When I met my husband, we fell madly in love.
And we were madly in love for three weeks. I then spent the next 30 years trying to get back those three weeks. Sometimes I would succeed, but most of the time I wasn’t able to have the connection I knew was possible.
Yet I learned so much about relationships in that time.
I saw that in every moment, we are either open to learning and loving, or we’re contracted in fear trying to avoid pain. This fear causes us to engage in all sorts of controlling behavior, and some of it can be very subtle:
We can twist and mold ourselves in order to get someone’s love (“Do you like me now?”)
We can shut down or retreat (“Maybe if I create some distance, I won’t get hurt.”)
In my case, I was a caretaker—doing, doing, doing for everyone else but me. If people needed me, I was sure they’d never leave.
Meanwhile, I was practicing traditional psychotherapy, but here I was unhappy in my life and my marriage.
I was in all kinds of therapy for years, and not one therapist told me that 1) I was responsible for my feelings, and 2) they never taught me how to connect with a higher source of truth.
I was desperate to know how I could stay open in the face of fear. When my feelings were triggered, how could I remain open to learning about myself and others so I wouldn’t go into controlling behavior? How could I learn to give myself my own validation and sense of worth? How could I truly love myself so I wasn’t trying to grab it from someone else?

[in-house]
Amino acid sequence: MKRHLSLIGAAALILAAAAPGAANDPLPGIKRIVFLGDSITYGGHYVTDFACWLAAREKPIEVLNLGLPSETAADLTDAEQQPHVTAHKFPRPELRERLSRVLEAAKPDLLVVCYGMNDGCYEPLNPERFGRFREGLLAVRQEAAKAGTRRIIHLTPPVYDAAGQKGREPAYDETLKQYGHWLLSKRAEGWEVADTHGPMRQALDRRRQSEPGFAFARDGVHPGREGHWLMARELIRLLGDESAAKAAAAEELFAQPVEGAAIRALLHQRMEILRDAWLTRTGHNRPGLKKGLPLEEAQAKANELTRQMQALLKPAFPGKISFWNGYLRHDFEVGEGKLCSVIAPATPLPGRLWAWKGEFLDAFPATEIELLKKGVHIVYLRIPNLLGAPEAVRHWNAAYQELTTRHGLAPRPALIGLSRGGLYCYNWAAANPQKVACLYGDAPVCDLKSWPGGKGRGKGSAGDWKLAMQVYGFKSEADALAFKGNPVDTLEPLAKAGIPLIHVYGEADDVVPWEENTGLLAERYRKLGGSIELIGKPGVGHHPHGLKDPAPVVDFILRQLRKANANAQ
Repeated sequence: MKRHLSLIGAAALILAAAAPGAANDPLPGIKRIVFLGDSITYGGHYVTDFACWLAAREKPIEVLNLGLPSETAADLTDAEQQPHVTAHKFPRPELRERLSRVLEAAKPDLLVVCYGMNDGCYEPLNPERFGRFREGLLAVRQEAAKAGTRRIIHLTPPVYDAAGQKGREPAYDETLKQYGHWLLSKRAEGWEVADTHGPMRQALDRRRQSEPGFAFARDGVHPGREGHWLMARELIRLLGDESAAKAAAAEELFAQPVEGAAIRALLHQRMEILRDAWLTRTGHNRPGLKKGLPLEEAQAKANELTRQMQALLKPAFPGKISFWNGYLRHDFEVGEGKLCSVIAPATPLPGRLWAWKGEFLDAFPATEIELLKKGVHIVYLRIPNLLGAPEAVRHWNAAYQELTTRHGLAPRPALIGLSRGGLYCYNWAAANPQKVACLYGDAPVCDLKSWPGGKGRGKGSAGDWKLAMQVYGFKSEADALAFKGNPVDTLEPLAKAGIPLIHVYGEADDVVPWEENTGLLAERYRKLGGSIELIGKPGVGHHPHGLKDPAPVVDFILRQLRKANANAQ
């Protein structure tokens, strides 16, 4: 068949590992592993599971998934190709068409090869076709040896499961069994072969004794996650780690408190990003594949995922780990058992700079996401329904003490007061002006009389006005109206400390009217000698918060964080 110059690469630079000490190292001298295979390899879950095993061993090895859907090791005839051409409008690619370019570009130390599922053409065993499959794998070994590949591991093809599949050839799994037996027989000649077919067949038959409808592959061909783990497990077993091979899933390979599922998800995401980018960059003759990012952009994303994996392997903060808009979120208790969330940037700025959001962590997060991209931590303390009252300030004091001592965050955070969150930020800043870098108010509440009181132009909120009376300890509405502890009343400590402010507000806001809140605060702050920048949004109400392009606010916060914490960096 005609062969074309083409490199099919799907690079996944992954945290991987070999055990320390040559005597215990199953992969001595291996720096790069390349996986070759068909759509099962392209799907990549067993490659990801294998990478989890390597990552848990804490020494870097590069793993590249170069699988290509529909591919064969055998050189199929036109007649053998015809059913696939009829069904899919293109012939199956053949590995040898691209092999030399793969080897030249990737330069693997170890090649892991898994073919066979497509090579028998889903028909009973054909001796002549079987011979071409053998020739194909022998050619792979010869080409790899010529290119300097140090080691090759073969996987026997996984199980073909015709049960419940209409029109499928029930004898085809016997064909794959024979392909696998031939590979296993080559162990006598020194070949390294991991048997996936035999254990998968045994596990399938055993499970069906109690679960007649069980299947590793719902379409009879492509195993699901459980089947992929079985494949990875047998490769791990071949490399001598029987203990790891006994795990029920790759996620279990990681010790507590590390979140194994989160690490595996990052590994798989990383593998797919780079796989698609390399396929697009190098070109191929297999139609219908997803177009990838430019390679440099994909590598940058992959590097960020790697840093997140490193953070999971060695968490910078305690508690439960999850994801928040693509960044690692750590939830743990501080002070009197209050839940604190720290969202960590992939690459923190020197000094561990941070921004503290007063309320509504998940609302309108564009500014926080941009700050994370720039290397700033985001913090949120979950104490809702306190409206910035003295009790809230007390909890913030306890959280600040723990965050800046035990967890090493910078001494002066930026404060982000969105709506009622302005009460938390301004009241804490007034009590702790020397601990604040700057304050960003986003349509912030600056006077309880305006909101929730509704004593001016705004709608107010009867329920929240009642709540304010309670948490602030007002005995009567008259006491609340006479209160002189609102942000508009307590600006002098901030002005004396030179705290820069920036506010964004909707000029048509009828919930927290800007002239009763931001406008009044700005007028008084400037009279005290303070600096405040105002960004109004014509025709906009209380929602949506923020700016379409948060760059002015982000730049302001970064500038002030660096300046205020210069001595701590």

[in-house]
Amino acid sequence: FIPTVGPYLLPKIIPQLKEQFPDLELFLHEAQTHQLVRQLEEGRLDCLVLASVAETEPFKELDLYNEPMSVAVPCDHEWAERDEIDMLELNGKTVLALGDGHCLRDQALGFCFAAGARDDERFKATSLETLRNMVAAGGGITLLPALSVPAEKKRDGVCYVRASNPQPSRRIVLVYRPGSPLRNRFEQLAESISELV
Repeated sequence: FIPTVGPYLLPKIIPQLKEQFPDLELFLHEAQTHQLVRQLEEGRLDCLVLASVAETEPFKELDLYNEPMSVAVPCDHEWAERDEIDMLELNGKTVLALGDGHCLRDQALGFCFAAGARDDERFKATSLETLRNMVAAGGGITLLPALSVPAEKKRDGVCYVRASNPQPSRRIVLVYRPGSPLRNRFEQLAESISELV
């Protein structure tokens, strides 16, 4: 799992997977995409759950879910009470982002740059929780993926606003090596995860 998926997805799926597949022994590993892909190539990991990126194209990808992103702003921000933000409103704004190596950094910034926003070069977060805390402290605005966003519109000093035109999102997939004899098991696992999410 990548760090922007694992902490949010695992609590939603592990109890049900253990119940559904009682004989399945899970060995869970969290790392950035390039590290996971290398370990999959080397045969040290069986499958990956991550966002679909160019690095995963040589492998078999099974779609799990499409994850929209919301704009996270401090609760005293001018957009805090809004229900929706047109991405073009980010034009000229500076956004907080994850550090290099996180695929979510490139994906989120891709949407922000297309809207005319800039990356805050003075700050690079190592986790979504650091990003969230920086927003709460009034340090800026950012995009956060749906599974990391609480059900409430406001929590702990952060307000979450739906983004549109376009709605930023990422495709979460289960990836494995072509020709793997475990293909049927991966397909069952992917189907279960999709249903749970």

And this was the beginning of the Inner Bonding process.
I prayed for a process that I could do—and that anyone could do as well—to stay open, heal ourselves, and heal our relationships.
It was then that I met my friend and fellow therapist Erika Chopich. I had half the Inner Bonding, and she had half, and so we had to meet!
That’s when my life really changed.
I learned to start taking care of my inner child, the feeling part of me (and you). It took practice, because I had ignored myself for so long. But it was the best thing I ever did.
Since then, Inner Bonding has helped hundreds of thousands of people heal shame depression, anxiety, guilt, emptiness, aloneness, and anger where other therapies have failed. Inner Bonding is especially useful in relationships because your unhealed wounds only get triggered when you’re with a partner.
That’s why I urge people never to leave a relationship until you’ve healed your end of the relationship problems — unless there is abuse.
When you heal yourself, more often than not, the relationship also heals.
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